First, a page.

EDITORIAL: College ‘promise’ assists students and community

York Dispatch editorial board
Sophomores Melina Piervencenti, left, and Meghan Stefek walk onto the York College of Pennsylvania campus in Spring Garden Township, Friday, April 16, 2021. Dawn J. Sagert photo

Thumbs up for the York College Promise, which will open the doors to higher education for dozens of York-area high school graduates who might not otherwise be able to further their educations.

Call it an investment — and a wise one.

Too many young people in York County see their options for career, advancement and personal improvement limited by their means. That not only penalizes individuals and their families, it holds back the entire community — a reality not lost on officials at the four-year institution.

More:A new program at York College will cover tuition for eligible York County students

“An education from York will help to drive the economic impact of a well-educated workforce in York County,” the college explains in outlining the program. 

Beginning this fall, York College will cover tuition and fees — estimated at about $22,000 a year — for qualifying York County high school graduates. Among the requirements: students must carry at least a 3.3 grade-point average and come from families with annual incomes of less than $75,000. (That’s well over half the households in York County.)

Students will need to cover other expenses, including room and board, but college officials say they will provide tuition for four years, as well as “personalized support with academic advising (and) work-study job opportunities.”

It’s exactly the kind of skin-in-the-game partnership that encourages participation and rewards commitment. Qualifying high school graduates should lose no time in applying before the June 15 deadline.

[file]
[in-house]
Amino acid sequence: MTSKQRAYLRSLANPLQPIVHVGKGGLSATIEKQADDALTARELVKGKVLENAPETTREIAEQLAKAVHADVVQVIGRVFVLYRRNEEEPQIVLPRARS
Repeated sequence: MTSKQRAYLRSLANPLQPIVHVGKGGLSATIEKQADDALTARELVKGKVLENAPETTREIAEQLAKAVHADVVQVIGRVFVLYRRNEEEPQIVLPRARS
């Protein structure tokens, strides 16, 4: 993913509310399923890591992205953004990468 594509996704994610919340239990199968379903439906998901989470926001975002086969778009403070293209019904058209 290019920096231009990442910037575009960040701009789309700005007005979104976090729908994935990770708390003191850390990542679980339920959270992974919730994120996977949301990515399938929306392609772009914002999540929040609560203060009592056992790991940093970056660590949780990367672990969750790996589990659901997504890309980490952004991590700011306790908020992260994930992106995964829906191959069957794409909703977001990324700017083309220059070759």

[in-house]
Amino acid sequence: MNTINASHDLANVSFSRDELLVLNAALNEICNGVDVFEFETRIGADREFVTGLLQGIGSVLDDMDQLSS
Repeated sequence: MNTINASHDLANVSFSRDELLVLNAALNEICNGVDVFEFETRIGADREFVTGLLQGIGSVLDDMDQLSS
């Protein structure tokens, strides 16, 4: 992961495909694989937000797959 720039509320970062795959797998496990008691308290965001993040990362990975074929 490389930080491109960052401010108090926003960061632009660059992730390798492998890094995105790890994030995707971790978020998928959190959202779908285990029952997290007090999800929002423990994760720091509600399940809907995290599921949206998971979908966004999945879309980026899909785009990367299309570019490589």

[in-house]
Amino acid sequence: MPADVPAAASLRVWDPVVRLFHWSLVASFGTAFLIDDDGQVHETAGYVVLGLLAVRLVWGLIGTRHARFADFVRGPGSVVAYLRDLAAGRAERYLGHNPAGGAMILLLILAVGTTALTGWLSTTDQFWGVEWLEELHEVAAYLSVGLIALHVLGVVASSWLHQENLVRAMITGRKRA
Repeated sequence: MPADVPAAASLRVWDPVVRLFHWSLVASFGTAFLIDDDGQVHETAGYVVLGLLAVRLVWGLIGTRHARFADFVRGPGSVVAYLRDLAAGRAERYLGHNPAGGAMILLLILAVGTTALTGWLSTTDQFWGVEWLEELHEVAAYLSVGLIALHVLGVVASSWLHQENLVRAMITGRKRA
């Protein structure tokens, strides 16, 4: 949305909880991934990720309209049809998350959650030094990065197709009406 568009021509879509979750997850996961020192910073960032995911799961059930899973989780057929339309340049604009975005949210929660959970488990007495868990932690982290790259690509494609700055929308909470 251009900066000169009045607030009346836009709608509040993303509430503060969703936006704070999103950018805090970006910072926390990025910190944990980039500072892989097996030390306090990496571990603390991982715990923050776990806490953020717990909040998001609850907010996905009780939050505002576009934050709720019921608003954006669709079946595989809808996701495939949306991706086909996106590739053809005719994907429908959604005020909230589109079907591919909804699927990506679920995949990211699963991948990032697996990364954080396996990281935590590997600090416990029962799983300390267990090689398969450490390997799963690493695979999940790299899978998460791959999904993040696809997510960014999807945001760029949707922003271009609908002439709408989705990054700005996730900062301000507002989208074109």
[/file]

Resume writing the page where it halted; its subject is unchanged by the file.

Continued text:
Thumbs down for a Southern York County School District resident’s misguided decision to sell clothing featuring a Native American likeness the school board voted to discontinue last week.

More:Southern York County schools to retire Native American mascot

More:Southern York alumna launches fundraiser using retired Native American logo

District alumna Allyson Koller created what she called an online fundraiser to sell T-shirts and sweatshirts depicting the Susquehannock High School “warrior” mascot that was formally retired this month. It was an unseemly and insensitive decision — and one the erstwhile beneficiaries of the fundraiser want nothing to do with.

Officials for both the Susquehanna National Heritage Area and the Southern York County School District denied knowledge of, affiliation with, or interest in the project.

There’s nothing against the law in peddling such merchandise, so long as it’s not falsely presented as fundraiser. But doing so disregards the direction of school district officials, disparages Native Americans and sets a poor example for district students who were in the midst of an important life lesson about knowing better, then doing better.

Thumbs up for America’s return to the driver’s seat when it comes to international efforts to slow and — eventually, hopefully — reverse the effects of man-made global climate change.

The White House convened a virtual summit last week at which President Joe Biden and dozens of his international counterparts announced new initiatives for action. Among the most ambitious was that coming from Biden himself: cutting U.S. greenhouse emissions in half by 2030.

A tall order? Absolutely. But it acknowledges the severity of the crisis and the urgency with which it must be met.

Adding to the sense of promise were similar pledges from the leaders of allies including Japan, Britain, Brazil and Canada, and a recommitment to abide by previous efforts to transition to renewable energy by India, the world’s third-largest greenhouse gas producer.

Even China, the world’s largest polluter (the U.S. is No. 2), committed to a plan to begin diminishing its reliance on coal power.

While still just a start, this marks very real progress. And it is a far cry from the past four years, which saw the U.S. as a passive, uninterested party in response to what is clearly and increasingly one of the gravest existential threats facing humanity.